You talking rimfire? Or pellets?

Chevota, Tom Gaylord did a blog about the Tx 200, i want to say about 2 weeks ago. Might want to ask him about the specs on it.

RussB
December 21, 2013, 10:21 AM
There are several factors involves in getting maximum efficiency out of a give airgun,

The available air chamber volume
The spring's power
The transfer port
The weight of the pellet
The quality of the barrel
The choke on the barrel

As Pete says, break-barrel springs need a longer barrel to give you enough leverage to cock the spring, and more powerful the airgun, the more leverage you need

I have an R9 with a 16.6" barrel and a HW97k with a 10" barrel. Both tuned with Maccari springs & seals.

The R9 shoots 911 fps with Crosman Premier Lite (8.0 grains), and the HW97k shoots 912 fps with the CPL's

R9 with JSB Exacts (8.4gr) 890 fps
Hw97k w/JSB, 890 fps

What does this tell me regarding the barrel lengths effect on velocity? Nothing. The guns power plants are similar but still different enough to skew the effect of barrel length on velocity

230RN
December 22, 2013, 12:42 PM
"You talking rimfire? Or pellets?"

Rimfire, sorry. I threw that in there as a response to another post, in order to show that it is well known that there was a maximum barrel length for maximum velocity. This, regardless of the type of gas behind the projectile.

I should have been more specific. :(

Terry, 230RN

Chevota
December 22, 2013, 03:27 PM
Thanks for the replies guys.
Yes I've heard the story of the pellet peaking at 6" which is also mentioned in the pdf guide Mousegun kindky posted, but it is dated and doesn't apply to today's airguns. Just like a firearm with a larger powder charge needs a longer barrel to hit peak power, an airgun with 18ftlbs needs more barrel than a 4ftlb gun that peaks at 6".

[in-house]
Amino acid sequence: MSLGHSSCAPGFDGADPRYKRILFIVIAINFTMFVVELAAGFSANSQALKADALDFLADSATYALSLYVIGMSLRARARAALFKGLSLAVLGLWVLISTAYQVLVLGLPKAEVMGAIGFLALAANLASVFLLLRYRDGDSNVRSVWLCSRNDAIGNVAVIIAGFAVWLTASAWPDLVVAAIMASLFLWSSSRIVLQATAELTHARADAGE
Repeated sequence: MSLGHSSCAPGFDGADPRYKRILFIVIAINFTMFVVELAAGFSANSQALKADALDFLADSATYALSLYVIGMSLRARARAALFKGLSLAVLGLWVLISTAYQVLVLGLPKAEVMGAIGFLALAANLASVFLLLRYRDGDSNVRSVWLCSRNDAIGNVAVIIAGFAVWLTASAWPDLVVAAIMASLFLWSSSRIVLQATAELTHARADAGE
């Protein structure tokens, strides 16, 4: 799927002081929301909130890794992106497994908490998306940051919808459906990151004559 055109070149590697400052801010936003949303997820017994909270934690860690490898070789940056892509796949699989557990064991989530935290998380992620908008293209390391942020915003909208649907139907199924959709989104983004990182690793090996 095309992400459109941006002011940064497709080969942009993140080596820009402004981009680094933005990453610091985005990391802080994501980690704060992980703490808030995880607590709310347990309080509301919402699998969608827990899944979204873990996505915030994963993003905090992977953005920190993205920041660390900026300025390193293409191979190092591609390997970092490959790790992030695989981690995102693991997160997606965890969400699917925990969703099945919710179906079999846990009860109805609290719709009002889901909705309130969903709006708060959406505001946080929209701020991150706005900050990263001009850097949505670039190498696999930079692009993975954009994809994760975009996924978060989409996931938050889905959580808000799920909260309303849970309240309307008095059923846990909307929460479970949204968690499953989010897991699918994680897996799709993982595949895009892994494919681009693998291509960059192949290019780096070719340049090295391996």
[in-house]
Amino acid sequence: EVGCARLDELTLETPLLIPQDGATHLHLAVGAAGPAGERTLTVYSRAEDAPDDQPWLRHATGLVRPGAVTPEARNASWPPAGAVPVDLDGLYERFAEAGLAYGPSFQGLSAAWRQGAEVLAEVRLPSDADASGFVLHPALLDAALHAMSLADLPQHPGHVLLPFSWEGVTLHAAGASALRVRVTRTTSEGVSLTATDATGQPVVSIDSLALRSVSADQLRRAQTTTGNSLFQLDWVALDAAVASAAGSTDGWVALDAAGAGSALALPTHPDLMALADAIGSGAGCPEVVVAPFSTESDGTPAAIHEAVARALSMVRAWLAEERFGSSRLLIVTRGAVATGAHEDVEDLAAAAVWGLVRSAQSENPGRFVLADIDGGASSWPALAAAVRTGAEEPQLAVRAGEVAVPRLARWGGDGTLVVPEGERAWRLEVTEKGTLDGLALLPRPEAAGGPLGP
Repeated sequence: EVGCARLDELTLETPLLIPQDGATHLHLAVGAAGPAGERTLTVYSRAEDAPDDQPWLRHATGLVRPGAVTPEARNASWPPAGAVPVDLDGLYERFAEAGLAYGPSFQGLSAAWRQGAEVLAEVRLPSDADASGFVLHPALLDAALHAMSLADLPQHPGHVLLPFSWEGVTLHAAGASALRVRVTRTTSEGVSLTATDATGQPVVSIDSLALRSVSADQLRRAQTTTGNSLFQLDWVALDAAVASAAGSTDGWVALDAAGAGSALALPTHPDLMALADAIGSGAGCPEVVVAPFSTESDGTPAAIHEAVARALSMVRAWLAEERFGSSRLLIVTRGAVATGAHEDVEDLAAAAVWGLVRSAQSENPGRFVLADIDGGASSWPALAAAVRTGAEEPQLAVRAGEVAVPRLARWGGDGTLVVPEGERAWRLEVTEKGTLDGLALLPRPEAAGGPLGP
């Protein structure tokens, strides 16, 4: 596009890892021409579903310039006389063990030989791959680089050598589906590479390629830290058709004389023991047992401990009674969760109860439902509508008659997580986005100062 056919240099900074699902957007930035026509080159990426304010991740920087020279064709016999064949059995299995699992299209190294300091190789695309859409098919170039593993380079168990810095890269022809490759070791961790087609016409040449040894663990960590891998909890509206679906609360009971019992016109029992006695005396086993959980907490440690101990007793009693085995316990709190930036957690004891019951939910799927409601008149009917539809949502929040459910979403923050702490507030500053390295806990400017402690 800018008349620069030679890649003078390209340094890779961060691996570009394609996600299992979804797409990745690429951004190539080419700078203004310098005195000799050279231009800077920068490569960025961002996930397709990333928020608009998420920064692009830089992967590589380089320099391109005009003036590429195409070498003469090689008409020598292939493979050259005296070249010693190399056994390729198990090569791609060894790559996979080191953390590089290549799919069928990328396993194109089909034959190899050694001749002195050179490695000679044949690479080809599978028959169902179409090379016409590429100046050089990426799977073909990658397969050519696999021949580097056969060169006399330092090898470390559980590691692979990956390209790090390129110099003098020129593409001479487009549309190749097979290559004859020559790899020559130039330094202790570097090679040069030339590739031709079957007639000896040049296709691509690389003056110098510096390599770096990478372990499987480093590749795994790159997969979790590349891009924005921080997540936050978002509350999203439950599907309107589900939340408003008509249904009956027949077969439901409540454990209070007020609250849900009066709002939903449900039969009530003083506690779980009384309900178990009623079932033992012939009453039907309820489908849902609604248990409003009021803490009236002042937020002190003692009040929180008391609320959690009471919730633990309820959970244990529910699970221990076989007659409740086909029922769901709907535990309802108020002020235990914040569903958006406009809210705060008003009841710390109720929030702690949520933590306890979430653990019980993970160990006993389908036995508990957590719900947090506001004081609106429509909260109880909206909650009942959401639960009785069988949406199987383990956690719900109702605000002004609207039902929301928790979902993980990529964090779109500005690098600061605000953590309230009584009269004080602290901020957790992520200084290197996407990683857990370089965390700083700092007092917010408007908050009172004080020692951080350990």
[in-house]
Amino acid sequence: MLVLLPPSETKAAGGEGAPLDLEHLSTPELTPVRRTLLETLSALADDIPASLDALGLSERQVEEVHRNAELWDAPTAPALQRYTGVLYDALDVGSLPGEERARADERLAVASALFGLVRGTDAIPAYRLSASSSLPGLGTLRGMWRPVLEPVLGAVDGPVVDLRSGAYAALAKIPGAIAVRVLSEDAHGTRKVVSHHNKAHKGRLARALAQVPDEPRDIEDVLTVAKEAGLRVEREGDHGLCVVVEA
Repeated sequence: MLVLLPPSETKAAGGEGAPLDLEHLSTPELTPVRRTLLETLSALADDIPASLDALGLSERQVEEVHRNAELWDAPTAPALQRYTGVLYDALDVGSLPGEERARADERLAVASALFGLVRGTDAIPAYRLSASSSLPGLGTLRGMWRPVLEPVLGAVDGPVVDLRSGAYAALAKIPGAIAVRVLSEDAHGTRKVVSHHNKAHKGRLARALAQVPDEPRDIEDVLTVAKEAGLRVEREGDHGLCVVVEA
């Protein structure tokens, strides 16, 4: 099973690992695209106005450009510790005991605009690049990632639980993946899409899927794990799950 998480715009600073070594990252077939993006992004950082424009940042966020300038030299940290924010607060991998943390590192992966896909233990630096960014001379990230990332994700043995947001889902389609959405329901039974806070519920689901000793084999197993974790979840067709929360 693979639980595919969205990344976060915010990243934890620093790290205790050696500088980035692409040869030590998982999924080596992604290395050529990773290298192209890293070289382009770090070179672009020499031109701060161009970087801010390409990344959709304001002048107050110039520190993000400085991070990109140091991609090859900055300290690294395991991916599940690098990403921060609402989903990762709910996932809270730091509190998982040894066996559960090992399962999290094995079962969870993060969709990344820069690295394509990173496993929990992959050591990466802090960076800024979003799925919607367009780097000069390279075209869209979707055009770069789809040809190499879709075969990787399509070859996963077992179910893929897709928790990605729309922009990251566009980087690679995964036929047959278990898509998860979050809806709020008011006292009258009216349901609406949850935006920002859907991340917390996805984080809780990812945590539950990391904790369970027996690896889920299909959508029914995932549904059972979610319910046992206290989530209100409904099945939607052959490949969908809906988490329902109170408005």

I'd love to test a variety of guns, but I'm not willing to chop up anything except a Crosman barrel. I understand that the bore and stoke are a factor, as is piston weight, spring strength, and other things. I think a standard Crosman has great specs for testing because it makes outstanding power for its chamber volume and cocking effort. Its specs are close to a TX200 or HW97 which are both lower powered, and imo it's due to their shorter barrel. I can't really say since they are different like Russ said, all I can say for sure is a .177 Crosman will lose power steadily as the barrel length is reduced.

So per Russ the HW97k has a 10" barrel... Interesting, and I wonder they made it so short? Hopefully someone with a TX200 will chime in too, I'm still curious to see if they really have a 9" barrel, and if that is the carbine version or not... I suppose the Euro guns need to consider the 12ftlb rule, but I'd reduce spring pressure, not barrel length. Or maybe they do this to make it impossible for people to increase power and break the law?

JohnKSa
December 22, 2013, 08:51 PM
I can tell you that based on the physics of spring-piston airguns, the pressure drops off VERY rapidly after it spikes.

1. The piston rebounds (to some extent) after achieving peak pressure and that causes a very rapid drop in pressure. In some cases that can actually generate a vacuum in the barrel. The Cardews managed to document that in some unusual situations that vacuum can even draw the pellet back into the compression chamber.

2. The very high amplitude of the pressure peak is the result of the fact that rapidly pressurizing a gas also raises the temperature which in turn raises the pressure even higher, raising the temperature and so on--a feedback situation. That means that you get a lot higher pressure due to the rapid pressurization that the piston's abrupt movement generates than you would if you gradually compressed the same initial volume of gas into the same final volume.